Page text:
CES 2022: What’s next for digital health?
The last decade has seen incredible innovation in health wearables, beginning with rudimentary step count features to now having respiration rate and blood oxygen tracking that allows Whoop 4.0 wearers to predict COVID-19 positivity before symptoms appear. Just how far will technology go in improving health outcomes? Given the estimated $1.5 trillion global wellness market opportunity, what can we anticipate in years to come?
Abbott’s CEO Robert Ford gave a keynote on the second day of CES 2022 that was chock full of developments in health technology and exciting partnerships. There were some expectations that COVID-19 at-home testing would be front and center, especially because the company provided the rapid antigen tests for in-person conference attendees. Instead, mirroring industry trends, the pandemic played only a part in the broader story of health innovations.
AR/VR in telehealth
One impressive partnership was Abbott’s NeuroSphere Virtual Clinic, showcased by Dr. Fiona Gupta, Director of The Movement Disorders Outreach Program at Mount Sinai Health, who studies neuromodulation to help suppress tremors among those with movement disorders. As a healthcare provider, she can connect via WiFi to the implanted medical device of her Parkinson’s patient and make adjustments to their therapy in real-time. According to Dr. Gupta, an advantage of the tool is that she can observe her patients moving around their own home – in spaces that are familiar and relevant. It’s easy to see some of the other therapeutic applications of a technology such as this. The widespread use of AR/VR in a virtual world like the metaverse allows for a more simplified and streamlined patient experience, one in which transportation isn’t an issue and the patient doesn’t even need to leave the comfort of their home.
Diagnostic and preventive at-home testing
A more tangible telehealth example that many international travelers may have already used is Abbott’s partnership with United Airlines and eMed, which allows for proctored COVID-19 testing via video chat that would meet U.S. re-entry requirements. While the pandemic expedited the adoption of telehealth for many other provider interactions, even on the diagnostic front there have been many advances made; eMed also offers at-home testing products for the flu, strep throat, and UTIs. The availability of these diagnostic tests supplements the existing preventive at-home tests already on the market, such as 23andme’s ancestry and family health test, Everlywell’s food sensitivity test, Modern Fertility’s hormone test, and Vessel Health’s wellness test.
Health wearables and biosensors
There were many product announcements at CES, including Abbott’s newly expanded Lingo, a health app paired with biosensors that helps monitor four different biomarkers—glucose, ketone, lactase, and alcohol—and then provides personalized recommendations. Many newly released wearable offerings offer a similar value proposition of a smaller, more seamless device with collected health data readily accessible from a phone app. However, with siloed players all managing their own disparate innovations, Dr. Hon Pak, Chief Medical Officer at Samsung Electronics, spoke to the need for ecosystems that integrate all the different innovations for a better consumer experience; his thesis was for Big Tech to fill that need.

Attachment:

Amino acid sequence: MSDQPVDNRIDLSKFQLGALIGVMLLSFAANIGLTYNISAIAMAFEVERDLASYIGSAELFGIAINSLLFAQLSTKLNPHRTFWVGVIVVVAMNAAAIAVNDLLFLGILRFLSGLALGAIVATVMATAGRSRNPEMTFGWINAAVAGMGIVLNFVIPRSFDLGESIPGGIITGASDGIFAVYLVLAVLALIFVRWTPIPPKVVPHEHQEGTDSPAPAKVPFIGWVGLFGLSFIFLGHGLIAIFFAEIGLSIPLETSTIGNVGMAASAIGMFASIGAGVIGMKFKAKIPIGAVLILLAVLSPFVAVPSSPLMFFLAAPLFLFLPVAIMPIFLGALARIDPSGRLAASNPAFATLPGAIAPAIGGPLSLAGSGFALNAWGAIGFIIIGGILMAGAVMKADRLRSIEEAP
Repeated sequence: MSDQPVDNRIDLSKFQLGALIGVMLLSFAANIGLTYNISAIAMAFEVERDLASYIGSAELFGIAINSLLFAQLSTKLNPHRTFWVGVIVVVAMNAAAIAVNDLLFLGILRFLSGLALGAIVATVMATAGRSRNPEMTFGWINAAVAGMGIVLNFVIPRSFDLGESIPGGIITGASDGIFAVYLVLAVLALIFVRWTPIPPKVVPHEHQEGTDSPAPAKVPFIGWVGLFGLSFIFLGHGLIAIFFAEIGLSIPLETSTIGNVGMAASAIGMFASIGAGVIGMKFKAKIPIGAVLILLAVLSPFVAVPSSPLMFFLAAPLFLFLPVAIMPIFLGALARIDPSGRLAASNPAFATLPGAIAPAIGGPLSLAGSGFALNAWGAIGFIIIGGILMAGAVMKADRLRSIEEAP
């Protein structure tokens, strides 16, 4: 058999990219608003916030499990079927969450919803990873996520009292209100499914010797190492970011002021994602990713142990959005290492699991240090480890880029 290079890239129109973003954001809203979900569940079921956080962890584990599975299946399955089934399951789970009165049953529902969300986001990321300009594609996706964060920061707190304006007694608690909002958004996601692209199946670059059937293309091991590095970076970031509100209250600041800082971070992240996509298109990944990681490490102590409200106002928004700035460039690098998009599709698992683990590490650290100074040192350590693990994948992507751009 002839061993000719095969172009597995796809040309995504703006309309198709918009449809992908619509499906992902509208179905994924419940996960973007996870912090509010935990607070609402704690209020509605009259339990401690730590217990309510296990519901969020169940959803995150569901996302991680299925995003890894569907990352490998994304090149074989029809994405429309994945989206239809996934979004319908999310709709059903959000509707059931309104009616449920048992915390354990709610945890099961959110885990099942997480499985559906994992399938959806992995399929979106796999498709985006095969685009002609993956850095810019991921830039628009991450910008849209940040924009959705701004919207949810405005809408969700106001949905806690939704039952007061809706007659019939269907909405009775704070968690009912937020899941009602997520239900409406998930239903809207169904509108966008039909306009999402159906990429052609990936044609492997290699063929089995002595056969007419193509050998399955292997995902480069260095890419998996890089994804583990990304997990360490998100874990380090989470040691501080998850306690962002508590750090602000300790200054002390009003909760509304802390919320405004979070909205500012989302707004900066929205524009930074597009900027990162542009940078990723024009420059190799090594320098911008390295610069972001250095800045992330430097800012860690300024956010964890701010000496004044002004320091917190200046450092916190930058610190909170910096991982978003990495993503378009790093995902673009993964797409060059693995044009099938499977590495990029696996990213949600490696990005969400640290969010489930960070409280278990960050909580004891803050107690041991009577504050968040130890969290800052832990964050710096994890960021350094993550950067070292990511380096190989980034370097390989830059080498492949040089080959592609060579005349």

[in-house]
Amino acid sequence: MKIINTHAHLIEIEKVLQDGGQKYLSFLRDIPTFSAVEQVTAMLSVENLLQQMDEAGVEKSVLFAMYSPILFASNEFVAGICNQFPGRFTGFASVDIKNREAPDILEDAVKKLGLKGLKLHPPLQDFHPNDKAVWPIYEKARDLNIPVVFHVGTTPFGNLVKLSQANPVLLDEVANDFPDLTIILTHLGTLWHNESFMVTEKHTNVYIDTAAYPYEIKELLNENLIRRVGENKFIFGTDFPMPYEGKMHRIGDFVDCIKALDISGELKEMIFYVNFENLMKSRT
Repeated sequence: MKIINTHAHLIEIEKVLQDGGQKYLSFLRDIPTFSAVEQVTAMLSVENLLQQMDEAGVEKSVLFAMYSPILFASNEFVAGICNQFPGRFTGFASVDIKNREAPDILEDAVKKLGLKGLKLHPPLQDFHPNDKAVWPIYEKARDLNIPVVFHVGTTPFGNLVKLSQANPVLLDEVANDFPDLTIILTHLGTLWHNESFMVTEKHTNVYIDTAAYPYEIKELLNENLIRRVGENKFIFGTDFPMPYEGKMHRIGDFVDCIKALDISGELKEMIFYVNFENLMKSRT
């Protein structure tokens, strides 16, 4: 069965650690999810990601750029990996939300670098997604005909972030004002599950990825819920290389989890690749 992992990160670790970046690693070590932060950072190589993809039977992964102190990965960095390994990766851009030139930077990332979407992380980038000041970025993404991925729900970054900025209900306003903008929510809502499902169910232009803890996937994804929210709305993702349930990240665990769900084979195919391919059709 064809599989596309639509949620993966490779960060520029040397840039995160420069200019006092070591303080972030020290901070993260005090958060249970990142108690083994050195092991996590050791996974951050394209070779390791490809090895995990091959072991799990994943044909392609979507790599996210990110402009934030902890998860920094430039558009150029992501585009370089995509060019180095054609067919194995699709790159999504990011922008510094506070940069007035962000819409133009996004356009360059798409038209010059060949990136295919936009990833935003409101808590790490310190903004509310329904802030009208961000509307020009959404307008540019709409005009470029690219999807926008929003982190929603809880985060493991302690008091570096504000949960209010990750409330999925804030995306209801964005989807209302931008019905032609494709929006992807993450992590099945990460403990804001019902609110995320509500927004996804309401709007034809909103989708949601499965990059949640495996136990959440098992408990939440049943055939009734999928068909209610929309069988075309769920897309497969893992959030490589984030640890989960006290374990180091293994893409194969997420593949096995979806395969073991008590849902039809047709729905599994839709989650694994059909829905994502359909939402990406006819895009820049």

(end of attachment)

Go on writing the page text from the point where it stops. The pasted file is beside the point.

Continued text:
What we think: The future of digital health
Though having a centralized company that facilitates the consumer experience sounds ideal, the reality is that it raises many questions around data privacy and the potential for data breaches. Does buying into a company’s product offering mean an acceptance of your health data being used for research or sold to a third-party? What about the legal implications of GPS tracking in health wearables and whether that data can be used for or against you in a court of law? Right now much of the health data collected via digital health innovations doesn’t apply to existing HIPAA privacy laws, so that’s also a regulatory gray area. The intersection of technology and personal data will continue to evolve as consumer sentiment shifts.
Another barrier is democratization, and future partnerships will be key to making health technology more accessible for all. Health technology and wearable startups will continue their partnerships with larger companies that have more established ecosystems, which will allow for wider adoption and an obvious value proposition for consumers in areas such as payment reimbursement, sharing data with healthcare providers, and wellness incentives for health insurance companies.
Convenience is prominent in what consumers desire, but our complex healthcare system often seems the antithesis of convenience. Healthcare in the digital space and virtual world of the metaverse offers a unique opportunity for brands, health providers, and health insurers to improve the health of their customers and engage them in very tangible ways. Innovation in the digital health space is moving quickly, and the future of health looks promising… and wearable.